Back in June when I blogged about checking for soft mast on your deer hunting property, I added that the hard mast check would come later. That time is now. Acorns and other types of hard mast are now visible and it’s time to do some scouting.
Hard mast is primarily made up of acorns, beechnuts, walnuts, pecans and hickory nuts. Acorns are by far the most important hard mast crop species across the country. Even though about 75 species of oaks are found in North America, for hunting purposes we generally divide them into two groups: red oaks and white oaks.
Red vs White
It takes one year of growth to produce a white oak acorn and two seasons to produce an acorn from a red oak tree (reds mature the fall of their second season). White oaks can be irregular producers while reds are a little more reliable. The difference between a red and white oak are generally found in the shape of the leaves (reds have pointed lobes while whites have rounded lobes) and the color and texture of the bark (red oak bark is alligator-like and darker, white oak is rough, scaly, and a lighter grey color).
Both species are deer magnets and a sure bet for locating feeding whitetails. White oak acorns are sweeter (less tannin) than reds and are generally thought to be preferred by whitetails. Acorns are readily observable on oak trees now. A good binocular comes in real handy when scouting for acorns as they are often found in the upper reaches of some pretty tall timber. Red oaks often grow on moisture-laden flats while whites are typically found on drier ridges.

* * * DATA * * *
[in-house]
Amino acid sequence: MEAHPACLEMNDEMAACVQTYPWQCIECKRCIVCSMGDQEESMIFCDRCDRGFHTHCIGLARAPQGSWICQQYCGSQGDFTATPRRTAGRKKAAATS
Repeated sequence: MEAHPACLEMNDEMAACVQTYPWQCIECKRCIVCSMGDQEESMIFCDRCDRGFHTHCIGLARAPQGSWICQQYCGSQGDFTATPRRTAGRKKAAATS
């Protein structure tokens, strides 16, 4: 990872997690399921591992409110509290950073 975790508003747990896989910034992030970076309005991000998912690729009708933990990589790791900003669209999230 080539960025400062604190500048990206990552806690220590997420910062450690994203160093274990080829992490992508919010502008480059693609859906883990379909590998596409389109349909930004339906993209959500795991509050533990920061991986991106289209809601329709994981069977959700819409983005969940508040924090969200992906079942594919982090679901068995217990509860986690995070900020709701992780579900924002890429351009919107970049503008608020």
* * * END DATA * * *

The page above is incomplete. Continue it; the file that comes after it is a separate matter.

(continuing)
Acorns will begin falling shortly in most parts of whitetail country. A light crop will most likely be cleaned up in a few weeks, but a bumper crop can last well through hunting season and into the winter. Acorns are rich in carbohydrates and are a great way for whitetails to pack on the pounds for the approaching rut and winter.
Other Hard Mast
But acorns aren’t the only hard mast game in town. Hickory, beech, walnuts, and a few other nuts will soon be dropping and while not as widely distributed as oaks, whitetails will most certainly eat them. Beechnuts are very popular but not too widely distributed. Some nuts like hickory are hard to open and deer seem to avoid the hard shell varieties unless very hungry. I live on a hickory-lined dirt road where our pickups do all the shell cracking for them. They clean up the insides in a hurry unless the squirrels beat them to it.
Once you have identified a reliable hard mast source mark it on your map along with the soft mast you should have identified earlier in the summer. Pick out a tree or two where you can rig a stand and you will be in business when bow season rolls around and the mast is on the ground. So how are your mast crops–hard and soft–looking in your region of whitetail country. In the Northeast, we’re staring at a great year for soft mast and a spotty hard mast crop. Let us know.